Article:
Historically, justice has had many blind spots, and amidst the struggle for racial equality, other justice-related blindspots are becoming apparent as well. One such blindspot is protecting the victims of domestic violence from being further traumatized especially as it related to crimes committed while under coercion or threats. This blindspot is especially dangerous as it can lead to victims being afraid of coming forward, further traumatizing them, and keeping them trapped. New York State has tried to address the situation with Governor Cuomo signing the Domestic Violence Survivors Justice Act, which seeks to add meaningful sentence reductions for domestic abuse survivors in the criminal justice system. And now, the University of Buffalo’s School of Law has been awarded a grant to try and seriously address this issue.
This $53,125 grant from the American College of Trial Lawyers will go and support a revitalized Innocence and Justice Project, which seeks to help people receive justice post-conviction.
To accomplish its primary mission, the University of Buffalo’s School of Law Advocacy Institute will work closely with a newly formed Criminal Justice Advocacy Clinic. In that clinic, students will work under the direction of Alexandra Harrington, who recently joined the law school as an associate professor. In the clinic, students will be tasked with identifying, interviewing, and representing clients (most of which will be women) who are in prison after suffering serious abuse. All of this work will be made possible by the Domestic Violence Survivors Justice Act.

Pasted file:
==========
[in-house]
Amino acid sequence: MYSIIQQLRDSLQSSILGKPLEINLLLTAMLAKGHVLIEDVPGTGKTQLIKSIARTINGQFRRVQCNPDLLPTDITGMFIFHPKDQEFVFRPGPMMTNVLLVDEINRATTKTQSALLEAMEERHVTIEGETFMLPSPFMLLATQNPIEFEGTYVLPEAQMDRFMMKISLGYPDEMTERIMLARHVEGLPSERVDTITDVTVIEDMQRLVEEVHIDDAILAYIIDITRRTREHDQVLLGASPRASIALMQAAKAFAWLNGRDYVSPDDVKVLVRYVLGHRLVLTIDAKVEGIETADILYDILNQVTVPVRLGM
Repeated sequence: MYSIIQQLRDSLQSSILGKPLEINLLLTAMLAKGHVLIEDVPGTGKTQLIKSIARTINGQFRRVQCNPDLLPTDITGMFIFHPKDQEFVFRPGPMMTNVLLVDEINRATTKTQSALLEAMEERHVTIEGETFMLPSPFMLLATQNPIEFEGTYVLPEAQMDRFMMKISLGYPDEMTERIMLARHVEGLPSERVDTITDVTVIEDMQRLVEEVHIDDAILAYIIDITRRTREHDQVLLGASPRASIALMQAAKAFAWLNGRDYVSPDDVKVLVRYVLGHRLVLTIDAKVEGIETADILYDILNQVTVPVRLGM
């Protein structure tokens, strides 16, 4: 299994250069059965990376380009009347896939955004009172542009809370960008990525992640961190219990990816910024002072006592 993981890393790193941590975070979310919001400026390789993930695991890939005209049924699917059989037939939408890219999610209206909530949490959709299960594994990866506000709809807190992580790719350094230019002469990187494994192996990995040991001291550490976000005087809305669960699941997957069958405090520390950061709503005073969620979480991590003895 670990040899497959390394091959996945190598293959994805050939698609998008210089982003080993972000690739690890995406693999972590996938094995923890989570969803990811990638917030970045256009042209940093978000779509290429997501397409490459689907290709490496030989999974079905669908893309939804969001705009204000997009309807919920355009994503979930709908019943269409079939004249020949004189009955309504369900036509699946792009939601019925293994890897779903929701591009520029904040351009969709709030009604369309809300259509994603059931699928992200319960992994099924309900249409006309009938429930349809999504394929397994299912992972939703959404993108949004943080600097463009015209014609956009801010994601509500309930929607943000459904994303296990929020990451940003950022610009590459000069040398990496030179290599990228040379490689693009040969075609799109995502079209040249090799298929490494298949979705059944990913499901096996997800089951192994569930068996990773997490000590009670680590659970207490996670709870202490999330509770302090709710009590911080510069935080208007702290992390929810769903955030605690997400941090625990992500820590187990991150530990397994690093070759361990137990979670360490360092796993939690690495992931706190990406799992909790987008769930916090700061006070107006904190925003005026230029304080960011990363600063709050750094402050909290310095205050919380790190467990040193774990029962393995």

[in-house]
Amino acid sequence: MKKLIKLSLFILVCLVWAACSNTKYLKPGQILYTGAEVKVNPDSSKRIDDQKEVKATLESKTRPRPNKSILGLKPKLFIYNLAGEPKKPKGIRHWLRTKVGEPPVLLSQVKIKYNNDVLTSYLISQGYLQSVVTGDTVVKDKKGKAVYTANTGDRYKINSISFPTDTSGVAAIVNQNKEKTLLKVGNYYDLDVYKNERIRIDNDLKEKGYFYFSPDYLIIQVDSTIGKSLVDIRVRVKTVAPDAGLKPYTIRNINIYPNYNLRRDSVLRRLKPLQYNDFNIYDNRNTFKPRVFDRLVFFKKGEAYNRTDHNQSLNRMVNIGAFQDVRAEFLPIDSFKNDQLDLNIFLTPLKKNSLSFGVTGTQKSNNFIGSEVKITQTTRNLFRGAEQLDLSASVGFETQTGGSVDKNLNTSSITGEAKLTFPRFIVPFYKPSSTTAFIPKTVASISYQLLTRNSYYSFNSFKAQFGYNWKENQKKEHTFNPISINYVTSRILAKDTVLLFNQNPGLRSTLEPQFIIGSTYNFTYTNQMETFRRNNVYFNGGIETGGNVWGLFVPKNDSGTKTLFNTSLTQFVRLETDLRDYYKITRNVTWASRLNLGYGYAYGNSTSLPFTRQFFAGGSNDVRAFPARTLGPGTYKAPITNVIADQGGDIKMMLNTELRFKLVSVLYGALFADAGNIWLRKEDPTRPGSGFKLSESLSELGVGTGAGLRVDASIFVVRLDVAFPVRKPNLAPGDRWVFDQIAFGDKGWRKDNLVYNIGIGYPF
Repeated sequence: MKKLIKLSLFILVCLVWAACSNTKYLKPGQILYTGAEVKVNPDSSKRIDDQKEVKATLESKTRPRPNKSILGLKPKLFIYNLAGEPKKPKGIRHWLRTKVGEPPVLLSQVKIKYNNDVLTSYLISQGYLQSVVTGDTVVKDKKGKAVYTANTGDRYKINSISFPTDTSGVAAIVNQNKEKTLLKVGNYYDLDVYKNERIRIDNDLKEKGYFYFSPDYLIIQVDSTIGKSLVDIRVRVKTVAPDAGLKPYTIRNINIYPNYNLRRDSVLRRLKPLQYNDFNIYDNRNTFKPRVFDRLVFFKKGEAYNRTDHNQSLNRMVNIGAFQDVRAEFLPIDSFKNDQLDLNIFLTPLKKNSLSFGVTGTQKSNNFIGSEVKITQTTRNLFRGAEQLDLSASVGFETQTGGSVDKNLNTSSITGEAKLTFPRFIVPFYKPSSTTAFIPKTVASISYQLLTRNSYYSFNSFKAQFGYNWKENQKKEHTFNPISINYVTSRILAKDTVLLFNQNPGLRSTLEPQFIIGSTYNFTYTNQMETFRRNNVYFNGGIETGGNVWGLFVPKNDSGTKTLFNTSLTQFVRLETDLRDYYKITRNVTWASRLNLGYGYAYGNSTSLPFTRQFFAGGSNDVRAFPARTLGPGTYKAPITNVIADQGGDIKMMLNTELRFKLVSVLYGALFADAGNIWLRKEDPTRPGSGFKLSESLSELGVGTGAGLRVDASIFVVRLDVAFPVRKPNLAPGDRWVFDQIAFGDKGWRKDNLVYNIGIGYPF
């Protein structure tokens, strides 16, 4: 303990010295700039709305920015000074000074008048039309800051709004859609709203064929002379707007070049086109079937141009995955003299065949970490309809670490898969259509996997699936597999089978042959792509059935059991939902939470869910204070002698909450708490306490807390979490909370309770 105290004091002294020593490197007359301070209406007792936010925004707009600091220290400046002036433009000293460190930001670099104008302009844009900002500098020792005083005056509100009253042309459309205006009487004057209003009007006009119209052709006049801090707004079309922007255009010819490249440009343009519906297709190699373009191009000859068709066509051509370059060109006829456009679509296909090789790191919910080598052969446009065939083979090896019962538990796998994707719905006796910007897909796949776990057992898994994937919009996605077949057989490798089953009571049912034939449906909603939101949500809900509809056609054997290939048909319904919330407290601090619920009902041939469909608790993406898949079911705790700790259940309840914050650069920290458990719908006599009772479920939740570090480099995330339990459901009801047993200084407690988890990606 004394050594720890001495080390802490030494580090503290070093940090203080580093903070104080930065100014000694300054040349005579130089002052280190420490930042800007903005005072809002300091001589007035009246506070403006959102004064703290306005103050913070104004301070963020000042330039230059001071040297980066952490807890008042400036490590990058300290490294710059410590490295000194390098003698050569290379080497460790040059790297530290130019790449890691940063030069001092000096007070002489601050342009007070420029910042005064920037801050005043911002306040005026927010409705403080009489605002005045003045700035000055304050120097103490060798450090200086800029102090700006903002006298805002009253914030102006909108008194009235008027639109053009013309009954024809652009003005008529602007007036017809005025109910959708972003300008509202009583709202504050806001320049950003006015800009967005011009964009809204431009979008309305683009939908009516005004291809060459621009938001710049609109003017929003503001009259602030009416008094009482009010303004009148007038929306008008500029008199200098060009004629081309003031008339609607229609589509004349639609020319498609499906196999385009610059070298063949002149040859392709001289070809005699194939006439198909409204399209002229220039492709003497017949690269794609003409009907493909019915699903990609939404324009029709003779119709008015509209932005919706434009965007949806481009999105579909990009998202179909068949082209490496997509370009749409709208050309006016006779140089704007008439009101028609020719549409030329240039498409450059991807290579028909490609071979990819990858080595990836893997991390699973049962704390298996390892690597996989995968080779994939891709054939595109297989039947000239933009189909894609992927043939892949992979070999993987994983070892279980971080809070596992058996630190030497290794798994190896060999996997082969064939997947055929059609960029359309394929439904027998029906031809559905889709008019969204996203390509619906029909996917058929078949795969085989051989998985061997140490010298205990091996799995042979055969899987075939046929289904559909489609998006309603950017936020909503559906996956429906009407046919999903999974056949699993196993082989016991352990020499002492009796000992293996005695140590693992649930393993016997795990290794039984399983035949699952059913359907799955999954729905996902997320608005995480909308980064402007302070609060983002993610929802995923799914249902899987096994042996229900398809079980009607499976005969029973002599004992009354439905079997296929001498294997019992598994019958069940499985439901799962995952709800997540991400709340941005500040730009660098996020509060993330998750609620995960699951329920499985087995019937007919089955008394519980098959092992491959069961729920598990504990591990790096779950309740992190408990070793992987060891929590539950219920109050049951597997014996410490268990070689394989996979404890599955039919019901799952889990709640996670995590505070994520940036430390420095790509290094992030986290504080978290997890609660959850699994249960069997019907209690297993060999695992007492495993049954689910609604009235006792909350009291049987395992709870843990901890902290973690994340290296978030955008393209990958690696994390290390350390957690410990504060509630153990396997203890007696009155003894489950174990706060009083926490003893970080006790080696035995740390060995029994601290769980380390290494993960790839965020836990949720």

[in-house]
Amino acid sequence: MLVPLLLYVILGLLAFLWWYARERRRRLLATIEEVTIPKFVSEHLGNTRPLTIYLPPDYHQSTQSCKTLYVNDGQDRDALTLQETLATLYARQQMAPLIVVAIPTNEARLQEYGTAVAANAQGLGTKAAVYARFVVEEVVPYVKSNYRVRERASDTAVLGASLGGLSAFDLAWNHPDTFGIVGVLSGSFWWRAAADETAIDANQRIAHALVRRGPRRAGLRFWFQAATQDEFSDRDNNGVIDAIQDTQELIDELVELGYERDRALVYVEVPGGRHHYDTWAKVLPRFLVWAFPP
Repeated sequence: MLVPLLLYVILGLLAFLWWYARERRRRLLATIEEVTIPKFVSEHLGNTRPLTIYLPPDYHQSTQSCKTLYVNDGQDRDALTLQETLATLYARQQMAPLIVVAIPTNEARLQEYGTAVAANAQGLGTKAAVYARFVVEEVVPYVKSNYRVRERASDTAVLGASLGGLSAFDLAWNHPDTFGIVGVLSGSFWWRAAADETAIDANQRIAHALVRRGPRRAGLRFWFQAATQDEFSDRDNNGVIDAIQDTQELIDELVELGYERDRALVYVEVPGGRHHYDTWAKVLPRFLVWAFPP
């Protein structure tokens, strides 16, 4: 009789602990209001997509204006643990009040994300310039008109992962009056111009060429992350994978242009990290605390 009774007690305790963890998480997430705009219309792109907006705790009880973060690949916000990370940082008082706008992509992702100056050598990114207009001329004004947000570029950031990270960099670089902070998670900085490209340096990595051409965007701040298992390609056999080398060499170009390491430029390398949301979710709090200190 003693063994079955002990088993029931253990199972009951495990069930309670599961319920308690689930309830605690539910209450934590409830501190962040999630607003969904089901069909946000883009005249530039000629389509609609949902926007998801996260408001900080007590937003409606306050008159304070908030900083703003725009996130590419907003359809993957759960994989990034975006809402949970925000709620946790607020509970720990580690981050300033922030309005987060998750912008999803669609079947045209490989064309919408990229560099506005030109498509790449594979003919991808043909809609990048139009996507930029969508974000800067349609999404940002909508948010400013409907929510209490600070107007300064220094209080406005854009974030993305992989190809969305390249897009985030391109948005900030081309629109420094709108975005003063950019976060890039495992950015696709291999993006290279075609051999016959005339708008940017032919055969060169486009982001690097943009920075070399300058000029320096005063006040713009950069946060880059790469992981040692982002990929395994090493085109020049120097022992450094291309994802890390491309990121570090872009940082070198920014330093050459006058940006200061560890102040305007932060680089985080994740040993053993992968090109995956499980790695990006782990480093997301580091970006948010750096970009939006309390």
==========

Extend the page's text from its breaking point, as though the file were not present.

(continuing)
Professor Harrington spoke on the importance of this work and the grant being awarded:
Sentencing is supposed to be holistic,” Harrington says. “In practice, without this law that gives specific recognition to domestic violence survivors — or laws that give specific recognition to people who were kids at the time of the crime — mitigating factors weren’t always getting fair shrift at sentencing.”
Anthony O’Rourke, Joseph W. Belluck, and Laura L. Aswad Professor of Civil Justice and Director of the Advocacy Institute will serve as the Harrington’s co-counsel and also spoke on this award, and the importance of this initiative:
The state’s largest prison for women is virtually at our back door, in Albion, and there’s little infrastructure at this point for representing clients from Buffalo”
O’Rourke says that they “conduct research to understand the scope of the legal need, and develop creative litigation strategies as the justice system begins to implement the new law.”
Professor O’Rourke also spoke on the specifics that the grant funding would go toward:
“This grant will provide the resources necessary for effective and meaningful litigation work, including paying investigators and expert witnesses, training, and travel for the purpose of litigation.
Hopefully more women (and men) in New York will see true justice under this new law and through the work of this critical legal clinic.